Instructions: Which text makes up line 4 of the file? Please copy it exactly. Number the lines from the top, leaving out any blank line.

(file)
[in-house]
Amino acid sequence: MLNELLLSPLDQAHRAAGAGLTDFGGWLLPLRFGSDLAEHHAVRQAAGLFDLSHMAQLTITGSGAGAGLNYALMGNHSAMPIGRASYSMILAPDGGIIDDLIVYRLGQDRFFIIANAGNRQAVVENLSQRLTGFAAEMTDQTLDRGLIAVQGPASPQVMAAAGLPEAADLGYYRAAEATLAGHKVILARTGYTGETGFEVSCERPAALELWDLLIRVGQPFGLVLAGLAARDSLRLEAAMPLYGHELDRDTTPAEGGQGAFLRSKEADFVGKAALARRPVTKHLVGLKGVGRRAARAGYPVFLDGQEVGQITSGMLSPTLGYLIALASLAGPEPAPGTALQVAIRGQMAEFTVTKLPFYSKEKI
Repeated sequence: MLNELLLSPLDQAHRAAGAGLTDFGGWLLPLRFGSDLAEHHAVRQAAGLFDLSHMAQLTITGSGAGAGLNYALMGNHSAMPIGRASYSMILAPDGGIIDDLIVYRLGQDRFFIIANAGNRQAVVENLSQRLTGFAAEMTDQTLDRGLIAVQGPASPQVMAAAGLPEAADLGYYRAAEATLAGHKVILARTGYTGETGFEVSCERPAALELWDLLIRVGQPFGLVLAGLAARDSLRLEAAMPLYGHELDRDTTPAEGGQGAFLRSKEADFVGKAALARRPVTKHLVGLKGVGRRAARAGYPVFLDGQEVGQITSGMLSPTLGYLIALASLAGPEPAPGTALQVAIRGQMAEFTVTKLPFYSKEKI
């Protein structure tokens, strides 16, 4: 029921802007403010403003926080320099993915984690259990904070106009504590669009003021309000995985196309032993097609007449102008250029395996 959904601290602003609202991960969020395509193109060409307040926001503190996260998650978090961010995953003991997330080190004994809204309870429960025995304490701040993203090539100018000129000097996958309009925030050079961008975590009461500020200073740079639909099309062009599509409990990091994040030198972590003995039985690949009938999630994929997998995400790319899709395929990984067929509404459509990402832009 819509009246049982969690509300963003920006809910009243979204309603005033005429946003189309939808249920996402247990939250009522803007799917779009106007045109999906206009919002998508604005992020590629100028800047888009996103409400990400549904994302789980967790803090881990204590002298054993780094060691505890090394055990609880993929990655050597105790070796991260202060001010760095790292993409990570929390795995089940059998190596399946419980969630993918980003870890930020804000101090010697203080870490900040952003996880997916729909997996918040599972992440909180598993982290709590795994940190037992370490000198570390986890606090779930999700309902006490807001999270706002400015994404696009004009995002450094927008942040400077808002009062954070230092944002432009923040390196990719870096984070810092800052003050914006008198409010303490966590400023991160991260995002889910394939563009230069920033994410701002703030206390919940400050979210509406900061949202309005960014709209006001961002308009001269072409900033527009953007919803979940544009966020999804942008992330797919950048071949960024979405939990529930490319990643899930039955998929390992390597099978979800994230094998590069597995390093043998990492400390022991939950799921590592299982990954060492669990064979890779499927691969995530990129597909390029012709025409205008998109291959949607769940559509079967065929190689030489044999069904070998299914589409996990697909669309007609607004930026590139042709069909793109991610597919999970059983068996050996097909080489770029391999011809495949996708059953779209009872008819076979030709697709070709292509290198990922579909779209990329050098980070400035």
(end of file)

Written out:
């Protein structure tokens, strides 16, 4: 029921802007403010403003926080320099993915984690259990904070106009504590669009003021309000995985196309032993097609007449102008250029395996 959904601290602003609202991960969020395509193109060409307040926001503190996260998650978090961010995953003991997330080190004994809204309870429960025995304490701040993203090539100018000129000097996958309009925030050079961008975590009461500020200073740079639909099309062009599509409990990091994040030198972590003995039985690949009938999630994929997998995400790319899709395929990984067929509404459509990402832009 819509009246049982969690509300963003920006809910009243979204309603005033005429946003189309939808249920996402247990939250009522803007799917779009106007045109999906206009919002998508604005992020590629100028800047888009996103409400990400549904994302789980967790803090881990204590002298054993780094060691505890090394055990609880993929990655050597105790070796991260202060001010760095790292993409990570929390795995089940059998190596399946419980969630993918980003870890930020804000101090010697203080870490900040952003996880997916729909997996918040599972992440909180598993982290709590795994940190037992370490000198570390986890606090779930999700309902006490807001999270706002400015994404696009004009995002450094927008942040400077808002009062954070230092944002432009923040390196990719870096984070810092800052003050914006008198409010303490966590400023991160991260995002889910394939563009230069920033994410701002703030206390919940400050979210509406900061949202309005960014709209006001961002308009001269072409900033527009953007919803979940544009966020999804942008992330797919950048071949960024979405939990529930490319990643899930039955998929390992390597099978979800994230094998590069597995390093043998990492400390022991939950799921590592299982990954060492669990064979890779499927691969995530990129597909390029012709025409205008998109291959949607769940559509079967065929190689030489044999069904070998299914589409996990697909669309007609607004930026590139042709069909793109991610597919999970059983068996050996097909080489770029391999011809495949996708059953779209009872008819076979030709697709070709292509290198990922579909779209990329050098980070400035």